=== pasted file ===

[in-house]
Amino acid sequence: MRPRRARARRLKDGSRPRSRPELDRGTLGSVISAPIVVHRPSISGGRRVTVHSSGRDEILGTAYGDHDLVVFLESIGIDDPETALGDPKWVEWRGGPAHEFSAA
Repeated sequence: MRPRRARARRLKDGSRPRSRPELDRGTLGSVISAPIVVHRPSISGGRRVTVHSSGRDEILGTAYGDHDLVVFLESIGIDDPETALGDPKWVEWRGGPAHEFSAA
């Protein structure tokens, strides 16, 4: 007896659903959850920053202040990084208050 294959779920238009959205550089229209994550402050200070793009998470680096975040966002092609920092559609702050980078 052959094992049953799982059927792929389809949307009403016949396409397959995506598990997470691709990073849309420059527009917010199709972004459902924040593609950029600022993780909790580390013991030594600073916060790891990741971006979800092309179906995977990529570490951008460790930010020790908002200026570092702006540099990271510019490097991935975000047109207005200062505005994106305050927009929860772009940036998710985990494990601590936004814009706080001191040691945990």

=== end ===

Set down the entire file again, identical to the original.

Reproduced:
[in-house]
Amino acid sequence: MRPRRARARRLKDGSRPRSRPELDRGTLGSVISAPIVVHRPSISGGRRVTVHSSGRDEILGTAYGDHDLVVFLESIGIDDPETALGDPKWVEWRGGPAHEFSAA
Repeated sequence: MRPRRARARRLKDGSRPRSRPELDRGTLGSVISAPIVVHRPSISGGRRVTVHSSGRDEILGTAYGDHDLVVFLESIGIDDPETALGDPKWVEWRGGPAHEFSAA
């Protein structure tokens, strides 16, 4: 007896659903959850920053202040990084208050 294959779920238009959205550089229209994550402050200070793009998470680096975040966002092609920092559609702050980078 052959094992049953799982059927792929389809949307009403016949396409397959995506598990997470691709990073849309420059527009917010199709972004459902924040593609950029600022993780909790580390013991030594600073916060790891990741971006979800092309179906995977990529570490951008460790930010020790908002200026570092702006540099990271510019490097991935975000047109207005200062505005994106305050927009929860772009940036998710985990494990601590936004814009706080001191040691945990």